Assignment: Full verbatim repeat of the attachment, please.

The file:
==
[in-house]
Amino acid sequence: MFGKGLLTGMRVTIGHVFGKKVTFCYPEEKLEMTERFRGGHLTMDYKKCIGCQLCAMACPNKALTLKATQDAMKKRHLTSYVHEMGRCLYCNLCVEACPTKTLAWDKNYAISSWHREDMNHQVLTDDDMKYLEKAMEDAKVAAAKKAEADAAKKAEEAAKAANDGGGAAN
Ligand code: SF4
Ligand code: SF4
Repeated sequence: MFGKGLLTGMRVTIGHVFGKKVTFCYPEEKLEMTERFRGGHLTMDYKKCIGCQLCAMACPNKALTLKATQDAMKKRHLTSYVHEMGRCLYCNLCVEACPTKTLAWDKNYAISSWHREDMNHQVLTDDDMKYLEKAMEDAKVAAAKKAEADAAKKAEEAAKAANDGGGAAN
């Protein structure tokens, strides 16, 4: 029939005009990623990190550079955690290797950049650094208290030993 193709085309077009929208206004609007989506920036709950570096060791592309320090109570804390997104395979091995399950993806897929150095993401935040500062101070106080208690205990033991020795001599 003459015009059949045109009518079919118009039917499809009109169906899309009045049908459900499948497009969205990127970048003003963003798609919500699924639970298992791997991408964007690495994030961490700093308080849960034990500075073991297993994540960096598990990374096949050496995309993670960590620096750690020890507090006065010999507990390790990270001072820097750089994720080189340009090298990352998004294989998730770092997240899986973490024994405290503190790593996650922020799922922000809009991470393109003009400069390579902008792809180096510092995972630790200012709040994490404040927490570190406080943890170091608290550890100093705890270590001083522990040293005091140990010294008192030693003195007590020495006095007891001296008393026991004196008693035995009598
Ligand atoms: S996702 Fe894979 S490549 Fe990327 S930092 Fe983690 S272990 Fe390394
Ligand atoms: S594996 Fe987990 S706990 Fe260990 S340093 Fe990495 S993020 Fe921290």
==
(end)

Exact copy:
[in-house]
Amino acid sequence: MFGKGLLTGMRVTIGHVFGKKVTFCYPEEKLEMTERFRGGHLTMDYKKCIGCQLCAMACPNKALTLKATQDAMKKRHLTSYVHEMGRCLYCNLCVEACPTKTLAWDKNYAISSWHREDMNHQVLTDDDMKYLEKAMEDAKVAAAKKAEADAAKKAEEAAKAANDGGGAAN
Ligand code: SF4
Ligand code: SF4
Repeated sequence: MFGKGLLTGMRVTIGHVFGKKVTFCYPEEKLEMTERFRGGHLTMDYKKCIGCQLCAMACPNKALTLKATQDAMKKRHLTSYVHEMGRCLYCNLCVEACPTKTLAWDKNYAISSWHREDMNHQVLTDDDMKYLEKAMEDAKVAAAKKAEADAAKKAEEAAKAANDGGGAAN
């Protein structure tokens, strides 16, 4: 029939005009990623990190550079955690290797950049650094208290030993 193709085309077009929208206004609007989506920036709950570096060791592309320090109570804390997104395979091995399950993806897929150095993401935040500062101070106080208690205990033991020795001599 003459015009059949045109009518079919118009039917499809009109169906899309009045049908459900499948497009969205990127970048003003963003798609919500699924639970298992791997991408964007690495994030961490700093308080849960034990500075073991297993994540960096598990990374096949050496995309993670960590620096750690020890507090006065010999507990390790990270001072820097750089994720080189340009090298990352998004294989998730770092997240899986973490024994405290503190790593996650922020799922922000809009991470393109003009400069390579902008792809180096510092995972630790200012709040994490404040927490570190406080943890170091608290550890100093705890270590001083522990040293005091140990010294008192030693003195007590020495006095007891001296008393026991004196008693035995009598
Ligand atoms: S996702 Fe894979 S490549 Fe990327 S930092 Fe983690 S272990 Fe390394
Ligand atoms: S594996 Fe987990 S706990 Fe260990 S340093 Fe990495 S993020 Fe921290």